Answers of Similar Question
Disgruntledcynic answer on 09 May '11 at 17:44
What a great question! Honestly, I'd like a book geared towards women who live in rural or remote areas. I'm currently pregnant with my first child and living in my hometown, which is located in northern Canada (the Arctic for lack of a better term). Every pregnancy book I've read gives great emphasis to the importance of choice; choosing a good doctor or midwife, writing a birth plan and picking a great prenatal class. For women who don't have these options, being reminded that you don't have them is incredibly frustrating! I would love to have the services of a great and experienced midwife, write an extensive birth plan and attend a Bradley Method birth class. Unfortunately, I live in a place where I will have absolutely no control over who delivers my child (whomever's on call, just like nearly every other woman up here), have no choice over my delivery and labour and have only one option for a prenatal class. A book that provided information and support for women despite and because of their lack of control over these choices would be a God send for so many women who don't have them!
Anastasia beaverhousen answer on 09 May '11 at 18:42
After the 6 weeks they CAN deploy you. They don't care about new babies. That's what family care plans are for. It's a shi*ty reg but if they didn't want to deploy women after pregnancy, they wouldn't let them in the military.
Jeremiah_lee_42 answer on 09 May '11 at 20:51
I can tell you, with certainty, that it's possible to be pregnant 3 months after birth. My son is 12 months and 13 days younger than my daughter.
My wife was breastfeeding, yet her fertility returned, and we got pregnant.
If the test is positive, you're almost certainly pregnant.
Let me tell you, the first year was tricky, but now that they're 2 and 3, they love playing with each other, and they have a wonderful relationship. It's not really harder than having one child, just more complicated. I had to do a lot more planning ahead.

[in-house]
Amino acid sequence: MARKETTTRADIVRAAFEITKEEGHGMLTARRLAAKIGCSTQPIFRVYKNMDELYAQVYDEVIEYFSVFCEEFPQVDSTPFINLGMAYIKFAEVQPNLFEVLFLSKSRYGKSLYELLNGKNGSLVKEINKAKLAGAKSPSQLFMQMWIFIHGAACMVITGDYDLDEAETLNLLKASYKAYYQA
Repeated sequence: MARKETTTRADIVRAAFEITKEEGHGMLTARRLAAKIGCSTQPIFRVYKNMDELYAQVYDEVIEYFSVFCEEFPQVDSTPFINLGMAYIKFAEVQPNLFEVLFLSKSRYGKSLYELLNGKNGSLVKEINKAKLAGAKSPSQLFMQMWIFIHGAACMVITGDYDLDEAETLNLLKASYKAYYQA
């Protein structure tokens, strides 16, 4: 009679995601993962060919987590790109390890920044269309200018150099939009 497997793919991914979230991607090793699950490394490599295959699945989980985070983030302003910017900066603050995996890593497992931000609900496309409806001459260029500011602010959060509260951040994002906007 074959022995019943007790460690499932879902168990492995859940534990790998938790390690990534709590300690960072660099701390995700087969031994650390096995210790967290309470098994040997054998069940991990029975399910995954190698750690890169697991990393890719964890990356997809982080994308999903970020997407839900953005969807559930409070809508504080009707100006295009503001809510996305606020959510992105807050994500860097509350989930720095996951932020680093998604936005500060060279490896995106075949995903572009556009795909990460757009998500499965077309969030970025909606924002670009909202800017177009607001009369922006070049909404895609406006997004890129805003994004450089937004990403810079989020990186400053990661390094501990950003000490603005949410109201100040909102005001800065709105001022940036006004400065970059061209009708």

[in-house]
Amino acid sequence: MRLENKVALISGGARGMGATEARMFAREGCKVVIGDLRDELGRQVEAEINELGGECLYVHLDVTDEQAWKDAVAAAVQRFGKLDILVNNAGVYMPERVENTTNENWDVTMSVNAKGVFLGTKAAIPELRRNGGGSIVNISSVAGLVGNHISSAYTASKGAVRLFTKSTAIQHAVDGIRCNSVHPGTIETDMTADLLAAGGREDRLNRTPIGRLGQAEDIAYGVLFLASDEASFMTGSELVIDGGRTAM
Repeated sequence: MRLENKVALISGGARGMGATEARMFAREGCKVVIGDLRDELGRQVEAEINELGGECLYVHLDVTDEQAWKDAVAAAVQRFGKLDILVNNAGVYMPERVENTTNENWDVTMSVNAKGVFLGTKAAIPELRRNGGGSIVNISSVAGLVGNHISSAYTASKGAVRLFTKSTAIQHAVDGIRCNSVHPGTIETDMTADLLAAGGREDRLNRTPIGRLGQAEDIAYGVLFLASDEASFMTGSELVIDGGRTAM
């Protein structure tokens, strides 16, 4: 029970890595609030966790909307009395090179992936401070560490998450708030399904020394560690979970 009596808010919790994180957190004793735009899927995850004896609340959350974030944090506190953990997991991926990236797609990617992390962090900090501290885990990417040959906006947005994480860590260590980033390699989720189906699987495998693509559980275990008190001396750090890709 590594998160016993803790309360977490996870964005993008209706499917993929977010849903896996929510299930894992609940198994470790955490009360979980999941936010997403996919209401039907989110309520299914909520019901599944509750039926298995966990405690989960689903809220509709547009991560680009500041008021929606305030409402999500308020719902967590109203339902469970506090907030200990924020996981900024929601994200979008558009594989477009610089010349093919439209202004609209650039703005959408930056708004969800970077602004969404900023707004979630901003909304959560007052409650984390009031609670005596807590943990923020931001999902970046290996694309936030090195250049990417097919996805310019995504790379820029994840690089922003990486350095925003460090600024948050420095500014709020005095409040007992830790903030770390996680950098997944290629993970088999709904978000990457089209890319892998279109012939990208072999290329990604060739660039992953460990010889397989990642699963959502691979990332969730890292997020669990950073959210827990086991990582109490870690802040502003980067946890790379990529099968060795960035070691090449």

Min72 answer on 09 May '11 at 23:56
First off, I'm hoping that school means college.
Well that is a difficult thing to plan for anyone, regular or not. You could start charting your cycles now to see if you can figure out what's going on. If you are talking about being severly irregular it could be very difficult but if you are talking just a few days it may not be that bad.
Try fertilityfriend.com where you can chart your symptoms, tempeture and addition info to help figure out when you ovulate. Then you could do the math and figure out what months you would want to try.
BTW - I don't think it's bad to try to plan a pregnancy.
Noahs answer on 10 May '11 at 01:29
every pregnancy can be different! my wife really enjoyed her pregnancy and has been excited to get pregnant again but first she wants to spend as much time with our first son as she can! we are planning to try for #2 in January when our first will be 17 months so they will be at least 2 years apart!
I see that alot of mommies out there miss being pregnant so they get pregnant again really fast and aren't able to enjoy their first born and regret it once the 2nd comes and wish they had waited a little longer.